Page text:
The New York-based shop—considered one of the best performing buyout shops in the business—bought True Temper Sports Inc., a designer and manufacturer of golf club shafts, hockey sticks, lacrosse handles and other sports equipment.
A small merchant bank called Innovative Sports & Entertainment brought the deal to Lincolnshire. The firm’s executives were immediately interested, given their experience in the sports and recreation area with past investments in name-brand companies such as tennis racquet maker Prince Sports Inc., Kate Lehman, a managing director with the firm, told Buyouts. Lincolnshire believes it can improve the company by helping it expand its product offering into other sports while strengthening its core golf business.
“It’s clearly a market leader, and we like its strengths on the R&D side,” Lehman said.
Lehman declined to discuss terms of the deal, though she said the capital markets group of Regions Financial Corp., of Birmingham, Ala., is providing senior credit and PNC Mezzanine Capital is providing mezzanine financing for the deal.
Founded in 1986, Lincolnshire invests in companies in a variety of sectors with revenues of around $50 million to $500 million and operating cash flow of $5 million to $50 million.
Lincolnshire has been relatively quiet on the deal market. Its previous platform acquisition was on Aug. 4, 2011, when it bought Amelia, La.-based marine services provider Allison Marine Contractors. Senior Managing Director Michael Lyons said the firm simply hasn’t seen many quality opportunities.
“We have tremendous deal flow,” Lyons said. But, he added, “We’ve been very disciplined in our approach, as we always have been. I do think the markets have been aggressive; I do think there’s an awful lot of money out there chasing deals … which makes deals very expensive.”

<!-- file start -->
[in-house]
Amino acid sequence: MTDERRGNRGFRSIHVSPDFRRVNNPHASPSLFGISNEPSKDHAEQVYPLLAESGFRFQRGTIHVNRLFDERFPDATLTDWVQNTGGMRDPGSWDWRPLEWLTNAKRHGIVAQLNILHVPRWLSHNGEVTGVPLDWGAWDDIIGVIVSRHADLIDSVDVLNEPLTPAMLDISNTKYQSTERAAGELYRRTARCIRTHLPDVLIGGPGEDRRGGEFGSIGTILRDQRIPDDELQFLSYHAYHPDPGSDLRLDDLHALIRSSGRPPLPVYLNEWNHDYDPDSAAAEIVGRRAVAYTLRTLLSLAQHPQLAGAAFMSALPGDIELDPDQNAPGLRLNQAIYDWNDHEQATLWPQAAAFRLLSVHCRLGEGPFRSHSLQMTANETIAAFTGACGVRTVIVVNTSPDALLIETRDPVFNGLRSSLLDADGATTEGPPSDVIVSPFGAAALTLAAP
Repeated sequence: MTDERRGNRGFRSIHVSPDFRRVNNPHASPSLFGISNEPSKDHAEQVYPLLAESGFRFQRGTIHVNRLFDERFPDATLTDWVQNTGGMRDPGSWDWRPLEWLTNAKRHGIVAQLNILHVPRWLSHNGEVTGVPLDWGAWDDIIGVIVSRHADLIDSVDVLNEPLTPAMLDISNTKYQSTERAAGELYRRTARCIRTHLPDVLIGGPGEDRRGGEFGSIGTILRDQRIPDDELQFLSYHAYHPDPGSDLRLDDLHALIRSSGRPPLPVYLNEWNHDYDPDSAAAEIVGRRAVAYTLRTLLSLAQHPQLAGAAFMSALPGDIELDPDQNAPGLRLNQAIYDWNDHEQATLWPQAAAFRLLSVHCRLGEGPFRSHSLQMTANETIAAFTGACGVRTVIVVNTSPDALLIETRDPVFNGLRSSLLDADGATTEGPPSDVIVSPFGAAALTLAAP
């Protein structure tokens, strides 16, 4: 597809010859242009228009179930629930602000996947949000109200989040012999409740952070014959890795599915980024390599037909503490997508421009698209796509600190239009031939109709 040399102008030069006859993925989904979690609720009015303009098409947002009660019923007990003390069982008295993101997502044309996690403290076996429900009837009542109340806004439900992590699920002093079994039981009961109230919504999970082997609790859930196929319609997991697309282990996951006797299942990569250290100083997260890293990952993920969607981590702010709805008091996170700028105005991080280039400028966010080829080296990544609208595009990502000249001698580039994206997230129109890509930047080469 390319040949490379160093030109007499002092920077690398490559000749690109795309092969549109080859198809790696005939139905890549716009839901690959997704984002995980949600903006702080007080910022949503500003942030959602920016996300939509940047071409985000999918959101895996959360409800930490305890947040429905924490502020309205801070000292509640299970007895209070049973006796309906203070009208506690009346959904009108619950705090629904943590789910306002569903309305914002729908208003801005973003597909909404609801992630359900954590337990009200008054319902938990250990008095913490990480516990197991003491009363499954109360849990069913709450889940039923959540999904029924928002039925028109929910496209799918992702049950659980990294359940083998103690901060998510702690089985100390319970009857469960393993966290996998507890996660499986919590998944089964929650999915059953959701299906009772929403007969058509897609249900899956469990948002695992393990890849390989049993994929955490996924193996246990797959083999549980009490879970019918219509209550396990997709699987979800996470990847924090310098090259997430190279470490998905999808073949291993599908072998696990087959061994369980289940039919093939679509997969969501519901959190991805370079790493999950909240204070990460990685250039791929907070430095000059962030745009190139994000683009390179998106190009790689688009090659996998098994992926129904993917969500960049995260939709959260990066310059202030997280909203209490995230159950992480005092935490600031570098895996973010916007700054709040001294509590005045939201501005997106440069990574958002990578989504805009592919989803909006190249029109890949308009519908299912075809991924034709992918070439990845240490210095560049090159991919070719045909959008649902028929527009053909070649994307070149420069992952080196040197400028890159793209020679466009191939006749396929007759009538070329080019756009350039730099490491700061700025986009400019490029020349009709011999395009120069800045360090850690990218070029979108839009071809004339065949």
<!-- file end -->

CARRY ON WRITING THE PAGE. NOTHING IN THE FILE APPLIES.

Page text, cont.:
Lincolnshire is investing out of its fourth fund, which closed in late 2008 with $835 million in commitments and was activated in 2009. That fund represented an almost 50 percent increase from the $433 million the firm raised for its 2005 fund.
The firm has indeed been taking its time in putting the fund to work. As of March 31, only 22 percent of the fund has been drawn down, according to data provider Preqin. Lyons said the fund has a six-year investment period, which means the firm is at about the halfway mark.
Lincolnshire boasts returns that would make many a buyout professional jealous. Each of the firm’s first four funds (when including its pledge fund and its first three institutional funds) achieved investment multiples of at least 2x and internal rates of return of least 19 percent and as high as 62.7 percent, in the case of its 1986-vintage pledge fund. Its more recent 2005 fund posted a 2.01x investment multiple and an IRR of 38 percent. Last year, a study by HEC Paris and Dow Jones ranked Lincolnshire as the fifth best-performing private equity firm of the last 10 years.